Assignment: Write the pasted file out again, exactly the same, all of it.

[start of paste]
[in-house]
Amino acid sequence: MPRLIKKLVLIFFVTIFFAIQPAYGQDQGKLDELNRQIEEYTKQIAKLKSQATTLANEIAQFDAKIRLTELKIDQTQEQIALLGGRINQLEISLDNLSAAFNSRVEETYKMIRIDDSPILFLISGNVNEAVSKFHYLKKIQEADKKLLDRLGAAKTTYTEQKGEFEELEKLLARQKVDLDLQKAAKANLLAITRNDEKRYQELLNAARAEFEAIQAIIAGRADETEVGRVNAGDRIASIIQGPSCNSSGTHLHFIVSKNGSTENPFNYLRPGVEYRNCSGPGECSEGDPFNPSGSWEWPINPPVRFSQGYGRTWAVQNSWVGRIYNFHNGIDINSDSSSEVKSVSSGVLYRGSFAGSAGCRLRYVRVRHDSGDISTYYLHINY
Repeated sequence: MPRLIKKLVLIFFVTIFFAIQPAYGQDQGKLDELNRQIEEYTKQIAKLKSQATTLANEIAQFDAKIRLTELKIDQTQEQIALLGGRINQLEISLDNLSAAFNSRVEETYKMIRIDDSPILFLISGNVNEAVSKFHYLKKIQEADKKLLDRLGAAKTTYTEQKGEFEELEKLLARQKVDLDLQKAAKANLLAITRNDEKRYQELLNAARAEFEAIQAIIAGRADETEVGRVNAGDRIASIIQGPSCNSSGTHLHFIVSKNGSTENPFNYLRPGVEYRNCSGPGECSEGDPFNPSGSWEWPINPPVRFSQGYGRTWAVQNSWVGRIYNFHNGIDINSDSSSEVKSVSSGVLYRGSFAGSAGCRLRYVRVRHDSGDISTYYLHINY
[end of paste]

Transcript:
[in-house]
Amino acid sequence: MPRLIKKLVLIFFVTIFFAIQPAYGQDQGKLDELNRQIEEYTKQIAKLKSQATTLANEIAQFDAKIRLTELKIDQTQEQIALLGGRINQLEISLDNLSAAFNSRVEETYKMIRIDDSPILFLISGNVNEAVSKFHYLKKIQEADKKLLDRLGAAKTTYTEQKGEFEELEKLLARQKVDLDLQKAAKANLLAITRNDEKRYQELLNAARAEFEAIQAIIAGRADETEVGRVNAGDRIASIIQGPSCNSSGTHLHFIVSKNGSTENPFNYLRPGVEYRNCSGPGECSEGDPFNPSGSWEWPINPPVRFSQGYGRTWAVQNSWVGRIYNFHNGIDINSDSSSEVKSVSSGVLYRGSFAGSAGCRLRYVRVRHDSGDISTYYLHINY
Repeated sequence: MPRLIKKLVLIFFVTIFFAIQPAYGQDQGKLDELNRQIEEYTKQIAKLKSQATTLANEIAQFDAKIRLTELKIDQTQEQIALLGGRINQLEISLDNLSAAFNSRVEETYKMIRIDDSPILFLISGNVNEAVSKFHYLKKIQEADKKLLDRLGAAKTTYTEQKGEFEELEKLLARQKVDLDLQKAAKANLLAITRNDEKRYQELLNAARAEFEAIQAIIAGRADETEVGRVNAGDRIASIIQGPSCNSSGTHLHFIVSKNGSTENPFNYLRPGVEYRNCSGPGECSEGDPFNPSGSWEWPINPPVRFSQGYGRTWAVQNSWVGRIYNFHNGIDINSDSSSEVKSVSSGVLYRGSFAGSAGCRLRYVRVRHDSGDISTYYLHINY